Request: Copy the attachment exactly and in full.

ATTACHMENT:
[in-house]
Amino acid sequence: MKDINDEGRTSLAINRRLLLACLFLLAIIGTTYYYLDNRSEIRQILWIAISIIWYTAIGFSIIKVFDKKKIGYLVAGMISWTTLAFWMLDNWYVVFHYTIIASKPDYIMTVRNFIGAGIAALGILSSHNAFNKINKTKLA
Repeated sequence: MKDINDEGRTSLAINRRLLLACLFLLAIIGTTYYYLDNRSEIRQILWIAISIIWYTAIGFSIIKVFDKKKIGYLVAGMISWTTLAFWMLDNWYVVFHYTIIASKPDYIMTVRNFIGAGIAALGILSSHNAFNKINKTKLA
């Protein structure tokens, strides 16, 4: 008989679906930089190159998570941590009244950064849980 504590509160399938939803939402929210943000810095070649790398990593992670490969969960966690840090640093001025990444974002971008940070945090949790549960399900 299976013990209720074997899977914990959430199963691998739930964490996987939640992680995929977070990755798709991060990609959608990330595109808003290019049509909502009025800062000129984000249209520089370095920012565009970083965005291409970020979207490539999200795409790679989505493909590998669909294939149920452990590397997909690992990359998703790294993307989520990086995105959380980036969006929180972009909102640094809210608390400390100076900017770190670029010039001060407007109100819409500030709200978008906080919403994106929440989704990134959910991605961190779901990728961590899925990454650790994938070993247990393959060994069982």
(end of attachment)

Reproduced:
[in-house]
Amino acid sequence: MKDINDEGRTSLAINRRLLLACLFLLAIIGTTYYYLDNRSEIRQILWIAISIIWYTAIGFSIIKVFDKKKIGYLVAGMISWTTLAFWMLDNWYVVFHYTIIASKPDYIMTVRNFIGAGIAALGILSSHNAFNKINKTKLA
Repeated sequence: MKDINDEGRTSLAINRRLLLACLFLLAIIGTTYYYLDNRSEIRQILWIAISIIWYTAIGFSIIKVFDKKKIGYLVAGMISWTTLAFWMLDNWYVVFHYTIIASKPDYIMTVRNFIGAGIAALGILSSHNAFNKINKTKLA
């Protein structure tokens, strides 16, 4: 008989679906930089190159998570941590009244950064849980 504590509160399938939803939402929210943000810095070649790398990593992670490969969960966690840090640093001025990444974002971008940070945090949790549960399900 299976013990209720074997899977914990959430199963691998739930964490996987939640992680995929977070990755798709991060990609959608990330595109808003290019049509909502009025800062000129984000249209520089370095920012565009970083965005291409970020979207490539999200795409790679989505493909590998669909294939149920452990590397997909690992990359998703790294993307989520990086995105959380980036969006929180972009909102640094809210608390400390100076900017770190670029010039001060407007109100819409500030709200978008906080919403994106929440989704990134959910991605961190779901990728961590899925990454650790994938070993247990393959060994069982």